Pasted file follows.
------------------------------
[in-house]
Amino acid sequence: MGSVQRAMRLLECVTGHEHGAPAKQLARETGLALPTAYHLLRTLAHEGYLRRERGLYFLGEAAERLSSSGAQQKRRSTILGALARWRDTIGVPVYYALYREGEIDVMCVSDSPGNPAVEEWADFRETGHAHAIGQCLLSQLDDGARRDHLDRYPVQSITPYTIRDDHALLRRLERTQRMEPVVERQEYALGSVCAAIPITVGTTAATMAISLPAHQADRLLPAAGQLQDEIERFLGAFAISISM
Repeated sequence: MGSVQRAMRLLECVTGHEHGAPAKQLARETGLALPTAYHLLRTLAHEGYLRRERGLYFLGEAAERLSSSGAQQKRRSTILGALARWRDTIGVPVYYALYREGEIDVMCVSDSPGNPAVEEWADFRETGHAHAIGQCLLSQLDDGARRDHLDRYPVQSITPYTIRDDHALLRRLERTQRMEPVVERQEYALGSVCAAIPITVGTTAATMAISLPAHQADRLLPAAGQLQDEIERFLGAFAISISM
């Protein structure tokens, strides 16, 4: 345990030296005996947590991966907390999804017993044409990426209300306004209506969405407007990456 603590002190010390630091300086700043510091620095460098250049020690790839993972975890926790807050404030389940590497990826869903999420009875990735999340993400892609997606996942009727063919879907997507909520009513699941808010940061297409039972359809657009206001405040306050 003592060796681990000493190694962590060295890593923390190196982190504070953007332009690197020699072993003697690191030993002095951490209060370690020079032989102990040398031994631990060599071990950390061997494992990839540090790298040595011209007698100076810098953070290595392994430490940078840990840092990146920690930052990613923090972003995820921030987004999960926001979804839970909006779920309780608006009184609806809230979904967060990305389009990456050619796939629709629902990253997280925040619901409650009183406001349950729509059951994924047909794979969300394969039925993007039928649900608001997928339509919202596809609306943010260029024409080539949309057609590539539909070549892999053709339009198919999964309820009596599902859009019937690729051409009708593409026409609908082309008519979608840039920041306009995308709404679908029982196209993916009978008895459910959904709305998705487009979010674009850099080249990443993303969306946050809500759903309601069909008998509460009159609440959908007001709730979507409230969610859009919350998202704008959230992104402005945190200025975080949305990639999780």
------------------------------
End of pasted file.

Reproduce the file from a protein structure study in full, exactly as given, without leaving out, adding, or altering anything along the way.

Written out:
[in-house]
Amino acid sequence: MGSVQRAMRLLECVTGHEHGAPAKQLARETGLALPTAYHLLRTLAHEGYLRRERGLYFLGEAAERLSSSGAQQKRRSTILGALARWRDTIGVPVYYALYREGEIDVMCVSDSPGNPAVEEWADFRETGHAHAIGQCLLSQLDDGARRDHLDRYPVQSITPYTIRDDHALLRRLERTQRMEPVVERQEYALGSVCAAIPITVGTTAATMAISLPAHQADRLLPAAGQLQDEIERFLGAFAISISM
Repeated sequence: MGSVQRAMRLLECVTGHEHGAPAKQLARETGLALPTAYHLLRTLAHEGYLRRERGLYFLGEAAERLSSSGAQQKRRSTILGALARWRDTIGVPVYYALYREGEIDVMCVSDSPGNPAVEEWADFRETGHAHAIGQCLLSQLDDGARRDHLDRYPVQSITPYTIRDDHALLRRLERTQRMEPVVERQEYALGSVCAAIPITVGTTAATMAISLPAHQADRLLPAAGQLQDEIERFLGAFAISISM
């Protein structure tokens, strides 16, 4: 345990030296005996947590991966907390999804017993044409990426209300306004209506969405407007990456 603590002190010390630091300086700043510091620095460098250049020690790839993972975890926790807050404030389940590497990826869903999420009875990735999340993400892609997606996942009727063919879907997507909520009513699941808010940061297409039972359809657009206001405040306050 003592060796681990000493190694962590060295890593923390190196982190504070953007332009690197020699072993003697690191030993002095951490209060370690020079032989102990040398031994631990060599071990950390061997494992990839540090790298040595011209007698100076810098953070290595392994430490940078840990840092990146920690930052990613923090972003995820921030987004999960926001979804839970909006779920309780608006009184609806809230979904967060990305389009990456050619796939629709629902990253997280925040619901409650009183406001349950729509059951994924047909794979969300394969039925993007039928649900608001997928339509919202596809609306943010260029024409080539949309057609590539539909070549892999053709339009198919999964309820009596599902859009019937690729051409009708593409026409609908082309008519979608840039920041306009995308709404679908029982196209993916009978008895459910959904709305998705487009979010674009850099080249990443993303969306946050809500759903309601069909008998509460009159609440959908007001709730979507409230969610859009919350998202704008959230992104402005945190200025975080949305990639999780």